While I agree with you that a company should know the sources of their tea, but that is a much more difficult thing to do than it sounds. It is true that it is one of our business principles, but it is a very inefficient way to source, very expensive for a small company, and difficult to manage for a large company where large quantities are involved, especially where blending is involved. Cheap tea and cheap food come at a cost to the environment and comprises when it comes to the requirement of pesticides to be used in production. The dangers seem to be largely perceptions supported by very little evidence that tea consumption is harmful. When Seven Cups sources tea that is grown without the use of chemicals, we are motivated by supplying quality, rather than motivated by fears of contamination.

    I want to say. How much I appreciate you objective approach to writing about tea.

  6. Simple question: does Celestial Seasonings tea contain pesticides? Should be a simple yes or no answer.

    • Hi Gene,
      Celestial Seasonings tea does not contain pesticides. The tea has tested positive for residue (chemical components indicating pesticides were present). The pesticide residue was below the legally defined Maximum Residue Level (MRL).

  7. We don’t hear much from the US news media about pesticides in our teas and coffees. The CBC program Marketplace did a study recently on teas available in Canada (it’s a North American market) and the results were astonishing. It’s good reading, or simply watch the video.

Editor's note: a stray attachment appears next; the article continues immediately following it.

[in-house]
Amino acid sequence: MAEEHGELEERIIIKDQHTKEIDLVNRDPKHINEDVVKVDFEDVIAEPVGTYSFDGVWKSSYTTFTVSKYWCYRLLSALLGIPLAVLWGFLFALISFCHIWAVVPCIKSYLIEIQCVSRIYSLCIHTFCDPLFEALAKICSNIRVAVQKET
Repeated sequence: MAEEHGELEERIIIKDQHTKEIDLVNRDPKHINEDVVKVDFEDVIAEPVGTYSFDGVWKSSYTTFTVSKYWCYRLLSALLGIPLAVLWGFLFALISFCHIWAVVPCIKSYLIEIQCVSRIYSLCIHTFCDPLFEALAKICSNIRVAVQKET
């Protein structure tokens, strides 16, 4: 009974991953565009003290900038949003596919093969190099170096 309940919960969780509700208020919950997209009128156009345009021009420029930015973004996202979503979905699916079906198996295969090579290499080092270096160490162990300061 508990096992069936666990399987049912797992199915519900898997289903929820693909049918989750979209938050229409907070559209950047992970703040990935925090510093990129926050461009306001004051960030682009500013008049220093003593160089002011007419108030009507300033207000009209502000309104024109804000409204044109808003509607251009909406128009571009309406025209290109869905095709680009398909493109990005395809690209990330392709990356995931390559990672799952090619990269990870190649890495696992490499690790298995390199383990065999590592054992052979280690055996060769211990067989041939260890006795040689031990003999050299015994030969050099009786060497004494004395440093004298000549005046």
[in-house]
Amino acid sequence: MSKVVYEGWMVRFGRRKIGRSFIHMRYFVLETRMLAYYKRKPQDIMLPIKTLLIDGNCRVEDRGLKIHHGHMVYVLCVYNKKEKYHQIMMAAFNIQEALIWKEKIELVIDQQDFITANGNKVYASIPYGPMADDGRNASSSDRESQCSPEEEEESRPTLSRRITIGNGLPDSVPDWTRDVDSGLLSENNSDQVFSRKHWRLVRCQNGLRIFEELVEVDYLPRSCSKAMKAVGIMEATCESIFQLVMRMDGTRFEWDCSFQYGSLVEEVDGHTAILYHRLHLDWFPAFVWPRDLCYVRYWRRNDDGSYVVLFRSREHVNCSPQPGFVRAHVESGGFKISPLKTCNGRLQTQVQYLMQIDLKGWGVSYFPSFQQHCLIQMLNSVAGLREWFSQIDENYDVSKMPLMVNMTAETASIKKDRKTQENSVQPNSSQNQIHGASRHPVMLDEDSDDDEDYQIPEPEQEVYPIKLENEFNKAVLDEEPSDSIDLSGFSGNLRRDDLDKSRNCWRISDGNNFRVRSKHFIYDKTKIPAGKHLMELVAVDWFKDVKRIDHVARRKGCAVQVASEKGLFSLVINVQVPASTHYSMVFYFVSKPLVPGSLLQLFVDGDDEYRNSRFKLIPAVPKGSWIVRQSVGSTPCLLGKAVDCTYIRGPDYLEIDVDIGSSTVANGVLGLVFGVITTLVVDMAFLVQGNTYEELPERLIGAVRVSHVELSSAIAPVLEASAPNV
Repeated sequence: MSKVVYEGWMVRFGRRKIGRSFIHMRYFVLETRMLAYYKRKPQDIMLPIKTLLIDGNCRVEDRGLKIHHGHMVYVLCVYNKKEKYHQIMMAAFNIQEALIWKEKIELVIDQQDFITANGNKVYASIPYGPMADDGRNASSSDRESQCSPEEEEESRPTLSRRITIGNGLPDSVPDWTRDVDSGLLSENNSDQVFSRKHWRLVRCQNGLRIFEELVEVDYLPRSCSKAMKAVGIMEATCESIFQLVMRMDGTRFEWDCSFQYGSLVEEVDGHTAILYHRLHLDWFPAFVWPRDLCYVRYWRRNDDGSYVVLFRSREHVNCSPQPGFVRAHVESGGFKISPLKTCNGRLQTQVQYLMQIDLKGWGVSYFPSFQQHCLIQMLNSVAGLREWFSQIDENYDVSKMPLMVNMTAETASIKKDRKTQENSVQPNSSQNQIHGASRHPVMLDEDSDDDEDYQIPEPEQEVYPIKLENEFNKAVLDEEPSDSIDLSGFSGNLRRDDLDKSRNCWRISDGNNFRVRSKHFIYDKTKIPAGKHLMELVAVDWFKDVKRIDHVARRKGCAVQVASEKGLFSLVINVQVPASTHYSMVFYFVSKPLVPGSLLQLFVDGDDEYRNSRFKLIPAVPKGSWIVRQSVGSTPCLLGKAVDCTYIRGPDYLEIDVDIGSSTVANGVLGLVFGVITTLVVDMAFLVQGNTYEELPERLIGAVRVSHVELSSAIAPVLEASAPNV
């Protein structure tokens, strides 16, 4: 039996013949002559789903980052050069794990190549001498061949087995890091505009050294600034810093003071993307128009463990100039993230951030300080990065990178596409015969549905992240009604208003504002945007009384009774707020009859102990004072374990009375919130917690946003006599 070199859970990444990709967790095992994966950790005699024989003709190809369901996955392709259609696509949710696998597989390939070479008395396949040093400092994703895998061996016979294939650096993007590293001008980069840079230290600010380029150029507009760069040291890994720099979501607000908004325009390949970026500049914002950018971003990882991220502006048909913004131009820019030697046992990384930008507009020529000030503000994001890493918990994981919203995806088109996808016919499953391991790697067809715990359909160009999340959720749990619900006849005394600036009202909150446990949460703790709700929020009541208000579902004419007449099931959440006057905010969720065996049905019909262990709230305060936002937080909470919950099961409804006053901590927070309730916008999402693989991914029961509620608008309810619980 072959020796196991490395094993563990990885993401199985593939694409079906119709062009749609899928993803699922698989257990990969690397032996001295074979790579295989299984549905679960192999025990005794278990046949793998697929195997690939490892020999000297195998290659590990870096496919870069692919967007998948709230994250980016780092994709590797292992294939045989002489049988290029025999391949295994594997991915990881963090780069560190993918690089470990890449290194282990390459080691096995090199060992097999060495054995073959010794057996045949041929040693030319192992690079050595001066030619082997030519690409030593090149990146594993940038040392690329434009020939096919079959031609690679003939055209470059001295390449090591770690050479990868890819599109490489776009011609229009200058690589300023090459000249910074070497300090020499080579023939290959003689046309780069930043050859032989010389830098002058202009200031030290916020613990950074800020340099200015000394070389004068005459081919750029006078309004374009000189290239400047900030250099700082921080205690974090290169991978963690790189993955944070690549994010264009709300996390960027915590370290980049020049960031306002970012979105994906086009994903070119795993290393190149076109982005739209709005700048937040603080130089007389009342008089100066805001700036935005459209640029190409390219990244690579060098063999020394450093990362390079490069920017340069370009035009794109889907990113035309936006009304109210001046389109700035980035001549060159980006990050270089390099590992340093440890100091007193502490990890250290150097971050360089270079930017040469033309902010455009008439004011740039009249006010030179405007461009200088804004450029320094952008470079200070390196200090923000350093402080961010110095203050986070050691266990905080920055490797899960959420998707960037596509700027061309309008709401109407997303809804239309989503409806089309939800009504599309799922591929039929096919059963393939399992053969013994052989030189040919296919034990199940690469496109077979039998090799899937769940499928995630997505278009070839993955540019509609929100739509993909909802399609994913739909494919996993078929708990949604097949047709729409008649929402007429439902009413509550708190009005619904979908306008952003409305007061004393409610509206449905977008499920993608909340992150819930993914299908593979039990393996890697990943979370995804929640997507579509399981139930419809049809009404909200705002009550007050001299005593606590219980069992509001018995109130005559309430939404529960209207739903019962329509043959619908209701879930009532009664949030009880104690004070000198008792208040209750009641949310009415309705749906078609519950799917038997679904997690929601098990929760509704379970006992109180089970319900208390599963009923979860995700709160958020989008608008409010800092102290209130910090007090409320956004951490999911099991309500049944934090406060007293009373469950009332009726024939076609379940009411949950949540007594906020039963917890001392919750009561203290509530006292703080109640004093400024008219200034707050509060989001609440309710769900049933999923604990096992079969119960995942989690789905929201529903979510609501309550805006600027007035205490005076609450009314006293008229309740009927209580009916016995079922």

The published report available online is found at:

    The original CBC program that was broadcast is available in the States on Youtube:

  8. Hello Folks.
    So far, I have still not seen any study that contradicts the Glaucus study which IMO was an objective study. I guess that some people in the tea industry will minimize the study if it affects their business. However, from my point of view, we should all be concerned about this. Unfortunately, many people hold the economy, particularly their personal economy, as more important than health. What those people perhaps don’t want to face up to is that growing health concerns, and rising health costs, will also affect the economy deleteriously.

    I guess you could say, that my opinion is not objective because I am an Organic, pesticide free, Tea Manufacturer, but I am speaking the truth and I am just one of many who are willing to speak out about this. Being organic farmers is our way of walking the talk.